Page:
Darb al Arbain was a long road between central Egypt and Sudan between north-south. Gold, ivory, spices, wheat, animals and plants have been transported and transported since the ancient Kingdom of Egypt.
Darb al arbain
AL-ARBAIN started in Asyut went through Kharga, leapfrogged between the oasis of Bir Kiseiba, al-Shabab, and Selima, and ended its run somewhere in Darfur. From the medieval period onwards, it was one of the main conduits through which luxury goods and slaves entered Egypt from the south. It remains doubtful that its entire length was traveled in the Roman period, no firm evidence has surfaced at roadside sites south of Kharga.
The main link between Darfur and Egypt was a desert route known as darb al-Urbain or the Forty Days Road.
Beginning in the Darfur commercial center of Kobbei, it stretched north 1,117 miles through the oases of the Sahara to join the Nile just below the Egyptian town of Asyüt, and from there it proceeded directly to Cairo. Allegedly a fast courier could cover the distance in 12 days, though a caravan of several hundred camels and a thousand slaves might take anywhere from 45 to 90 days to complete the journey. Effective control of darb al arba'in necessitated the cooperation-willing or otherwise-of the Bedouin tribes whose territory the route passed through.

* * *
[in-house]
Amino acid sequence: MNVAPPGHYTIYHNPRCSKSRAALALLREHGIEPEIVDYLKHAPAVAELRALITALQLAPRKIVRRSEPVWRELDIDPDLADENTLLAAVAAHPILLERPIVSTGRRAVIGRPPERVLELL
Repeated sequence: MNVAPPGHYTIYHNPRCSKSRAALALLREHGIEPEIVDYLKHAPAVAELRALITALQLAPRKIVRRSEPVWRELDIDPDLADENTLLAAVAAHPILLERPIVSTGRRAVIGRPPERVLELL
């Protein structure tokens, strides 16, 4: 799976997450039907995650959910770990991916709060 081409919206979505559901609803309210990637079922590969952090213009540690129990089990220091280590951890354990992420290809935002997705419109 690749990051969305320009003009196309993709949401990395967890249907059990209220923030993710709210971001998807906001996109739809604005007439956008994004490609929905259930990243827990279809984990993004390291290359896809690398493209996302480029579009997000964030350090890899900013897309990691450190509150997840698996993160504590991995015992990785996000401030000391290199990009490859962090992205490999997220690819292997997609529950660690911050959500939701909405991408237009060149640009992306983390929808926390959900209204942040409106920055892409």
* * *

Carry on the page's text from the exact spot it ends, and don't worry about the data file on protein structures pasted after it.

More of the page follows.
darb el-arbain caravan route
The size of caravans traversing darb al- arba'in varied considerably. Caravans of anywhere 2,000 to 24,000 camels were noted in the late- eighteenth century, though most were by the smaller end of this spectrum. The sheer difficulty of the route accounted for its importance since, unlike the riverine routes, it generally was free of banditry Slaves.
Sudanese merchants of the Nubian diaspora began to monopolize trade in slaves and ivory. Slave trading continued sporadically thereafter but dwindled in the tace of new political and economic conditions in Sudan.